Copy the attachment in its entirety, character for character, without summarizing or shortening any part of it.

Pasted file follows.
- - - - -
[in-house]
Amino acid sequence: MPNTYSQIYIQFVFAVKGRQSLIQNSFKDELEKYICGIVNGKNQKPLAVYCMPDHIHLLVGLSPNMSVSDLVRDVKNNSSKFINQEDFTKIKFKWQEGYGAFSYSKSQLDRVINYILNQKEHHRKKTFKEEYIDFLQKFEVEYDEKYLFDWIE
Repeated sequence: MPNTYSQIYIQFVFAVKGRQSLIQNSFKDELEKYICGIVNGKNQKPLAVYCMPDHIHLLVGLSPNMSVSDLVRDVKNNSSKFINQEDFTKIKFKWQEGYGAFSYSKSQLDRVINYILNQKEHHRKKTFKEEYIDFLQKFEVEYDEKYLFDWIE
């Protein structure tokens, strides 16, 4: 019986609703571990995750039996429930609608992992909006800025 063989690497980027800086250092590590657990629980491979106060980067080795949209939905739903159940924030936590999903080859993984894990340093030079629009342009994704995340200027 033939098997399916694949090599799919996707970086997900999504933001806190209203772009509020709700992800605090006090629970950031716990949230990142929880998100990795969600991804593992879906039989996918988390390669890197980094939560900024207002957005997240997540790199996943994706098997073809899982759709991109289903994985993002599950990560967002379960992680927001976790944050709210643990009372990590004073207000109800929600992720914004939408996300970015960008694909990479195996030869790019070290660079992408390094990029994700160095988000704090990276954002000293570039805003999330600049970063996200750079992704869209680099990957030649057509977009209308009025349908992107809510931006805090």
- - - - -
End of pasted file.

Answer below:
[in-house]
Amino acid sequence: MPNTYSQIYIQFVFAVKGRQSLIQNSFKDELEKYICGIVNGKNQKPLAVYCMPDHIHLLVGLSPNMSVSDLVRDVKNNSSKFINQEDFTKIKFKWQEGYGAFSYSKSQLDRVINYILNQKEHHRKKTFKEEYIDFLQKFEVEYDEKYLFDWIE
Repeated sequence: MPNTYSQIYIQFVFAVKGRQSLIQNSFKDELEKYICGIVNGKNQKPLAVYCMPDHIHLLVGLSPNMSVSDLVRDVKNNSSKFINQEDFTKIKFKWQEGYGAFSYSKSQLDRVINYILNQKEHHRKKTFKEEYIDFLQKFEVEYDEKYLFDWIE
């Protein structure tokens, strides 16, 4: 019986609703571990995750039996429930609608992992909006800025 063989690497980027800086250092590590657990629980491979106060980067080795949209939905739903159940924030936590999903080859993984894990340093030079629009342009994704995340200027 033939098997399916694949090599799919996707970086997900999504933001806190209203772009509020709700992800605090006090629970950031716990949230990142929880998100990795969600991804593992879906039989996918988390390669890197980094939560900024207002957005997240997540790199996943994706098997073809899982759709991109289903994985993002599950990560967002379960992680927001976790944050709210643990009372990590004073207000109800929600992720914004939408996300970015960008694909990479195996030869790019070290660079992408390094990029994700160095988000704090990276954002000293570039805003999330600049970063996200750079992704869209680099990957030649057509977009209308009025349908992107809510931006805090």